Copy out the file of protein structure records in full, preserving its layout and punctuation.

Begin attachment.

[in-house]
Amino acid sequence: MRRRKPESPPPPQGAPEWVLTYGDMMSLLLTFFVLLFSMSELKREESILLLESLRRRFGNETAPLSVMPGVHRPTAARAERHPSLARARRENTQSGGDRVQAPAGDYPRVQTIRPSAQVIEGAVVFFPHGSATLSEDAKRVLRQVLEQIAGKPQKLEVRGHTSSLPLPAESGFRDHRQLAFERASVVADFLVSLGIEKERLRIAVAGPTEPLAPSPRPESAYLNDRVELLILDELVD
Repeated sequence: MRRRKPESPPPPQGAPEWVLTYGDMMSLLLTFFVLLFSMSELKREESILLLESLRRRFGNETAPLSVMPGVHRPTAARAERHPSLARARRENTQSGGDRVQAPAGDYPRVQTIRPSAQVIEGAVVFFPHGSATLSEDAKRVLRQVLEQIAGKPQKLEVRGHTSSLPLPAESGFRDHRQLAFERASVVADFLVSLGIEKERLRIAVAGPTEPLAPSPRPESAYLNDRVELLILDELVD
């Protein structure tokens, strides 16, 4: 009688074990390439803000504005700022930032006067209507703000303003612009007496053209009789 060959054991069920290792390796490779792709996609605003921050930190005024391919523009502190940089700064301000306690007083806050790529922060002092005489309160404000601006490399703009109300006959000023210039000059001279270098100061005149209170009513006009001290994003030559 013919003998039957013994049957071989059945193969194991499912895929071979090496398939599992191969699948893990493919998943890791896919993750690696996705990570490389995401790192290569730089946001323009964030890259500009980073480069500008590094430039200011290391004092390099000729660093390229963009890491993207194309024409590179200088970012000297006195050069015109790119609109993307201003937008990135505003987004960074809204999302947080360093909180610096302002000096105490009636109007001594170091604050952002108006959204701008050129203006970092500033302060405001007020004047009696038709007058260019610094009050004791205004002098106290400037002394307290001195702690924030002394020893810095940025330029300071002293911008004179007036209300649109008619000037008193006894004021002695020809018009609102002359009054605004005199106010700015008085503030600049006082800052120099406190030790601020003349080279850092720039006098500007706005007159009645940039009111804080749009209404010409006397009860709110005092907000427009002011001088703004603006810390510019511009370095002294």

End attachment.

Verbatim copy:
[in-house]
Amino acid sequence: MRRRKPESPPPPQGAPEWVLTYGDMMSLLLTFFVLLFSMSELKREESILLLESLRRRFGNETAPLSVMPGVHRPTAARAERHPSLARARRENTQSGGDRVQAPAGDYPRVQTIRPSAQVIEGAVVFFPHGSATLSEDAKRVLRQVLEQIAGKPQKLEVRGHTSSLPLPAESGFRDHRQLAFERASVVADFLVSLGIEKERLRIAVAGPTEPLAPSPRPESAYLNDRVELLILDELVD
Repeated sequence: MRRRKPESPPPPQGAPEWVLTYGDMMSLLLTFFVLLFSMSELKREESILLLESLRRRFGNETAPLSVMPGVHRPTAARAERHPSLARARRENTQSGGDRVQAPAGDYPRVQTIRPSAQVIEGAVVFFPHGSATLSEDAKRVLRQVLEQIAGKPQKLEVRGHTSSLPLPAESGFRDHRQLAFERASVVADFLVSLGIEKERLRIAVAGPTEPLAPSPRPESAYLNDRVELLILDELVD
């Protein structure tokens, strides 16, 4: 009688074990390439803000504005700022930032006067209507703000303003612009007496053209009789 060959054991069920290792390796490779792709996609605003921050930190005024391919523009502190940089700064301000306690007083806050790529922060002092005489309160404000601006490399703009109300006959000023210039000059001279270098100061005149209170009513006009001290994003030559 013919003998039957013994049957071989059945193969194991499912895929071979090496398939599992191969699948893990493919998943890791896919993750690696996705990570490389995401790192290569730089946001323009964030890259500009980073480069500008590094430039200011290391004092390099000729660093390229963009890491993207194309024409590179200088970012000297006195050069015109790119609109993307201003937008990135505003987004960074809204999302947080360093909180610096302002000096105490009636109007001594170091604050952002108006959204701008050129203006970092500033302060405001007020004047009696038709007058260019610094009050004791205004002098106290400037002394307290001195702690924030002394020893810095940025330029300071002293911008004179007036209300649109008619000037008193006894004021002695020809018009609102002359009054605004005199106010700015008085503030600049006082800052120099406190030790601020003349080279850092720039006098500007706005007159009645940039009111804080749009209404010409006397009860709110005092907000427009002011001088703004603006810390510019511009370095002294």